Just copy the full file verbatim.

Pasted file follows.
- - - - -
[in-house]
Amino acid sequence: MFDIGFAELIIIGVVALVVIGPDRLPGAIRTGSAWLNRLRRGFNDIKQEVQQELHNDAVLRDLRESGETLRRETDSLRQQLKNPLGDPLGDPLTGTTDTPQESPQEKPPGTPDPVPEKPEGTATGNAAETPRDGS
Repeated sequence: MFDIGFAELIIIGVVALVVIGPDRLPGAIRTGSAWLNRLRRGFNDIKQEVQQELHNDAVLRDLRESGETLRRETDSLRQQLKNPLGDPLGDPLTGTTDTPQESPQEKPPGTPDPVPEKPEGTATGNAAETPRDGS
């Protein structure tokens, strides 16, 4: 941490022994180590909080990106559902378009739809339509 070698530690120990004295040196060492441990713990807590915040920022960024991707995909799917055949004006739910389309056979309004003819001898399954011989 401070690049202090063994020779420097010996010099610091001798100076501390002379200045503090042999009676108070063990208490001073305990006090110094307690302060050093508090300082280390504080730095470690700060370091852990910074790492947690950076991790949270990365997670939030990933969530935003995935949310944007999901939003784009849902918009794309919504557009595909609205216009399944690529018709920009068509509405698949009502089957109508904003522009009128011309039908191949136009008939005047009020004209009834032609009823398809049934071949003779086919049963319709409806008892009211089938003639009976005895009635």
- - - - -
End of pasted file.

[in-house]
Amino acid sequence: MFDIGFAELIIIGVVALVVIGPDRLPGAIRTGSAWLNRLRRGFNDIKQEVQQELHNDAVLRDLRESGETLRRETDSLRQQLKNPLGDPLGDPLTGTTDTPQESPQEKPPGTPDPVPEKPEGTATGNAAETPRDGS
Repeated sequence: MFDIGFAELIIIGVVALVVIGPDRLPGAIRTGSAWLNRLRRGFNDIKQEVQQELHNDAVLRDLRESGETLRRETDSLRQQLKNPLGDPLGDPLTGTTDTPQESPQEKPPGTPDPVPEKPEGTATGNAAETPRDGS
């Protein structure tokens, strides 16, 4: 941490022994180590909080990106559902378009739809339509 070698530690120990004295040196060492441990713990807590915040920022960024991707995909799917055949004006739910389309056979309004003819001898399954011989 401070690049202090063994020779420097010996010099610091001798100076501390002379200045503090042999009676108070063990208490001073305990006090110094307690302060050093508090300082280390504080730095470690700060370091852990910074790492947690950076991790949270990365997670939030990933969530935003995935949310944007999901939003784009849902918009794309919504557009595909609205216009399944690529018709920009068509509405698949009502089957109508904003522009009128011309039908191949136009008939005047009020004209009834032609009823398809049934071949003779086919049963319709409806008892009211089938003639009976005895009635």